Given my history, readers can assume I am a strong believer in free speech and expression. In order to achieve growth and progress in education, there needs to be a balance between professional responsibility among teachers and educational policy. Unfortunately, in my district it seems as though the scales are increasingly becoming tipped toward personnel policy management.
This past summer, my district passed a new employee speech policy. The policy went into effect without much fanfare or publicity, which is another disappointing lack of transparency. The first line of the policy states “Speech made as a school district employee is not constitutionally protected.” The policy also includes “Speech made by staff in their official capacity as school district employees shall furthermore be in keeping with the district’s mission statement.” Incidentally, my district mission statement is “Educating today’s learners for tomorrow’s world.” Guidelines and policies governing employee speech are a necessity in today’s reality; however, these restrictions seem to not only be legally questionable, but also an effort to suppress employee expression to protect district liability.
The legality of the first statement in the policy is concerning. Supreme Court cases Pickering v. Board of Education (1968) and Tinker v. Des Moines (1969) reveal that this statement is inaccurate. In fact, the Tinker majority decision states “students nor teachers shed their constitutional rights to freedom of speech or expression at the schoolhouse door.” Overreaching statements stating employees are “not constitutionally protected”(and the last statement of the student publications policy) cause unnecessary self-censorship and result in an educational learning experience that fails to meet the district mission.
To complicate the speech restrictions, district officials also implemented a social media policy where it explains “… all West Fargo Public Schools social media accounts are a voice for the school district.” The social media requirements include creating the account with a district email and sharing the password with district officials. In addition to the security red flags, this system of communication is neither authentic nor meant to continue a conversation about improving the academic environment. If employees feel they can’t share their opinions openly and honestly in a public forum, any organization will struggle to improve.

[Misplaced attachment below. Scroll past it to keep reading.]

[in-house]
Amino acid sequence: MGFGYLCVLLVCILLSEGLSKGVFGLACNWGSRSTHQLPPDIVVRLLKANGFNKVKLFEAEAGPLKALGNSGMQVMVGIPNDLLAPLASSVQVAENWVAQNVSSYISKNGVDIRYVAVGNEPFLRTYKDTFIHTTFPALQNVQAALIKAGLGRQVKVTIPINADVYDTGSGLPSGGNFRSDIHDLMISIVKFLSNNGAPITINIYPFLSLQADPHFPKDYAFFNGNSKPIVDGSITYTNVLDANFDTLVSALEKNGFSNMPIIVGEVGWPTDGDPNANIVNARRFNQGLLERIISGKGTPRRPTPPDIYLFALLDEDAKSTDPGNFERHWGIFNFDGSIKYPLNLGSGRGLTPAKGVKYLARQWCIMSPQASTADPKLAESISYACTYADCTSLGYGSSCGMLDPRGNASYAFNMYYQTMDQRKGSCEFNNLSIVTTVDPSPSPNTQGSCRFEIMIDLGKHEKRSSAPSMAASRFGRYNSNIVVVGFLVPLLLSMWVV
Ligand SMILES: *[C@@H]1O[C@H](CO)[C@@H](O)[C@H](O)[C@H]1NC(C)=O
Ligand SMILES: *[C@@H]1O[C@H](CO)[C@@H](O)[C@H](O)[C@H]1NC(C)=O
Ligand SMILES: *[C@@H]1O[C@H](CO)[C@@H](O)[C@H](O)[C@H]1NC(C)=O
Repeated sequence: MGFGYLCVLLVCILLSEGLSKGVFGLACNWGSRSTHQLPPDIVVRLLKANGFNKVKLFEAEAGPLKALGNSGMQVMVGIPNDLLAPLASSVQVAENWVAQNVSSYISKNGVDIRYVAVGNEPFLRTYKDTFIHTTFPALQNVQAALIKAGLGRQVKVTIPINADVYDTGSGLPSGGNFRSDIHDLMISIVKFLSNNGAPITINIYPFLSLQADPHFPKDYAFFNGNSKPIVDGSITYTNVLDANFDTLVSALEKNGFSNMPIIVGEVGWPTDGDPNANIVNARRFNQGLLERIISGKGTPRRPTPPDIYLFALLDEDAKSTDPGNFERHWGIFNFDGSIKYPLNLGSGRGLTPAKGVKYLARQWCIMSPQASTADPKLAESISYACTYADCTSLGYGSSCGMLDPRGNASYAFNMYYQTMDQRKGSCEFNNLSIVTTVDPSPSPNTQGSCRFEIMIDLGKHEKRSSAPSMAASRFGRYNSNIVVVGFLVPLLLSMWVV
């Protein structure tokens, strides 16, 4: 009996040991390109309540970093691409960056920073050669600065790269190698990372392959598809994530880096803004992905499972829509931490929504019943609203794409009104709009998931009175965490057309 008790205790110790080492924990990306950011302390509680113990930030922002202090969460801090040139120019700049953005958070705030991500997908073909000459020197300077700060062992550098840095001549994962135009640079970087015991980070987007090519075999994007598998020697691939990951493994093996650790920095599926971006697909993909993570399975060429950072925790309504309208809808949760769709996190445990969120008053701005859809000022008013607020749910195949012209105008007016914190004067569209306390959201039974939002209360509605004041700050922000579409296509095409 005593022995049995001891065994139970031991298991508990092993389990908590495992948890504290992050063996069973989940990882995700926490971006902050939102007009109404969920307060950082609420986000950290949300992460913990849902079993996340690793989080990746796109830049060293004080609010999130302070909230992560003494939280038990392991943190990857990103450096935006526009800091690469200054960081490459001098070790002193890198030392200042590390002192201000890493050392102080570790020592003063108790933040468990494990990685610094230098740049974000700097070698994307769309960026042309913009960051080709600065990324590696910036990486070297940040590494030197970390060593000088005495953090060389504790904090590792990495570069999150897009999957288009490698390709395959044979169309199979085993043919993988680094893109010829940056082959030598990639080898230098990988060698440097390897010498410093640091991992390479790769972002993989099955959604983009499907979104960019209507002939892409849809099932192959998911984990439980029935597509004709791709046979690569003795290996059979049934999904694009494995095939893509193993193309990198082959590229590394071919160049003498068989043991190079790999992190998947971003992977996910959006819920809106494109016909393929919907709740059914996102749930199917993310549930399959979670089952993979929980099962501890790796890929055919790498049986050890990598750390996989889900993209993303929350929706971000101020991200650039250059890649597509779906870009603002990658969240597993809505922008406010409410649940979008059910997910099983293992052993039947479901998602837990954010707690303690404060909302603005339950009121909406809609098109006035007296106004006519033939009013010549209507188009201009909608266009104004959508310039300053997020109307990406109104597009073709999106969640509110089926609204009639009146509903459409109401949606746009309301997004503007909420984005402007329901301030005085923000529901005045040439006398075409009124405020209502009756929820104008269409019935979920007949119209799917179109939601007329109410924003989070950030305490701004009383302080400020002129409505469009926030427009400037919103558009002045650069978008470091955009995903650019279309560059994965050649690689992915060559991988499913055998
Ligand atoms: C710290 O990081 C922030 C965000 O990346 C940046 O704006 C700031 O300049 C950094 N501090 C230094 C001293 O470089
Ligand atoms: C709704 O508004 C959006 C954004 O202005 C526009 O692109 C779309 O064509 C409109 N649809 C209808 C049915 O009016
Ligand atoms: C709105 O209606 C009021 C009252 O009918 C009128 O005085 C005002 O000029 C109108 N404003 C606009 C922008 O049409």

In his book Innovator’s Mindset, George Couros encourages administrators and leaders to “create the conditions where innovation in education flourishes.” He adds “Our job as educators and leaders is not to control others but to bring out the best in them.” It’s important to remember that a “pile on” of restrictive policies can hurt teacher retention and prohibit innovative thinking from both students and teachers. Just as strict Internet filters limit a student’s ability to stretch his/her thinking via limiting resources, strict policies on employee speech prevent a free flow of ideas to assist with improvement of the overall educational experience.
My advocacy for student expression is directly related to my philosophy that students need to operate in an environment that will help them sharpen their citizenship skills and prepare them to be productive members of their future communities. In this same way, district administrators should foster expression among staff members to encourage fresh ideas and innovative changes. If staff members are leery of expressing their challenges on the status quo, creating a digital footprint or using controversial current events for class discussion, it only serves to weaken this citizenship standard and short-change our students.
Jeremy Murphy is a journalism and English teacher at West Fargo High School in West Fargo, North Dakota. This blog represents his observations from his professional growth in his 11 year career. In no way should this be mistaken for advice or any form of professional expertise. If you are looking for an expert in teaching, English and/or life, you are on the wrong site. You can follow Jeremy on Twitter at @mr_jmurphy or email him at email@example.com.